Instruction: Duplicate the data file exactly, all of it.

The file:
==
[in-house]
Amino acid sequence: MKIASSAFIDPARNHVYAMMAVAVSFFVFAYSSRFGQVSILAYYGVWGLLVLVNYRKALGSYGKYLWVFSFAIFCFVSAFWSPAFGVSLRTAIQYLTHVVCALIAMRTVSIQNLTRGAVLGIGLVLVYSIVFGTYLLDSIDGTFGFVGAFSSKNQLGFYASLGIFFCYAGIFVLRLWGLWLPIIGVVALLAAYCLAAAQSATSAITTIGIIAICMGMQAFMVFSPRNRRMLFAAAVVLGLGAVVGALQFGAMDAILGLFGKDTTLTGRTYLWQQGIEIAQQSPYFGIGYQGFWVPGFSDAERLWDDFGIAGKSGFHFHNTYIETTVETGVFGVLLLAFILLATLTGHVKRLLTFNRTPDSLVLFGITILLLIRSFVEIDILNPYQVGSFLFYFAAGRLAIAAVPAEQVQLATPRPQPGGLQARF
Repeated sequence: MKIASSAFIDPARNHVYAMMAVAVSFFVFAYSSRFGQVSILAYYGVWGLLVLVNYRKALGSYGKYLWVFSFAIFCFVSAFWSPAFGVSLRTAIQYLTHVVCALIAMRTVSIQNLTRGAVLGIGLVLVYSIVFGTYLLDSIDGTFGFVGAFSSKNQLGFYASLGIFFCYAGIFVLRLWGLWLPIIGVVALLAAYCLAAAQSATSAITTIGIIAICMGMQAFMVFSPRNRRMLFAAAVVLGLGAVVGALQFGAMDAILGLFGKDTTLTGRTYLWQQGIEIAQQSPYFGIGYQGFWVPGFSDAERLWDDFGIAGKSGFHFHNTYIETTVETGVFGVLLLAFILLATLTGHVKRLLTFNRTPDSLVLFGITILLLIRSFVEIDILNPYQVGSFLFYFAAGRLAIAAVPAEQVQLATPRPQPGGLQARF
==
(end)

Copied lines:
[in-house]
Amino acid sequence: MKIASSAFIDPARNHVYAMMAVAVSFFVFAYSSRFGQVSILAYYGVWGLLVLVNYRKALGSYGKYLWVFSFAIFCFVSAFWSPAFGVSLRTAIQYLTHVVCALIAMRTVSIQNLTRGAVLGIGLVLVYSIVFGTYLLDSIDGTFGFVGAFSSKNQLGFYASLGIFFCYAGIFVLRLWGLWLPIIGVVALLAAYCLAAAQSATSAITTIGIIAICMGMQAFMVFSPRNRRMLFAAAVVLGLGAVVGALQFGAMDAILGLFGKDTTLTGRTYLWQQGIEIAQQSPYFGIGYQGFWVPGFSDAERLWDDFGIAGKSGFHFHNTYIETTVETGVFGVLLLAFILLATLTGHVKRLLTFNRTPDSLVLFGITILLLIRSFVEIDILNPYQVGSFLFYFAAGRLAIAAVPAEQVQLATPRPQPGGLQARF
Repeated sequence: MKIASSAFIDPARNHVYAMMAVAVSFFVFAYSSRFGQVSILAYYGVWGLLVLVNYRKALGSYGKYLWVFSFAIFCFVSAFWSPAFGVSLRTAIQYLTHVVCALIAMRTVSIQNLTRGAVLGIGLVLVYSIVFGTYLLDSIDGTFGFVGAFSSKNQLGFYASLGIFFCYAGIFVLRLWGLWLPIIGVVALLAAYCLAAAQSATSAITTIGIIAICMGMQAFMVFSPRNRRMLFAAAVVLGLGAVVGALQFGAMDAILGLFGKDTTLTGRTYLWQQGIEIAQQSPYFGIGYQGFWVPGFSDAERLWDDFGIAGKSGFHFHNTYIETTVETGVFGVLLLAFILLATLTGHVKRLLTFNRTPDSLVLFGITILLLIRSFVEIDILNPYQVGSFLFYFAAGRLAIAAVPAEQVQLATPRPQPGGLQARF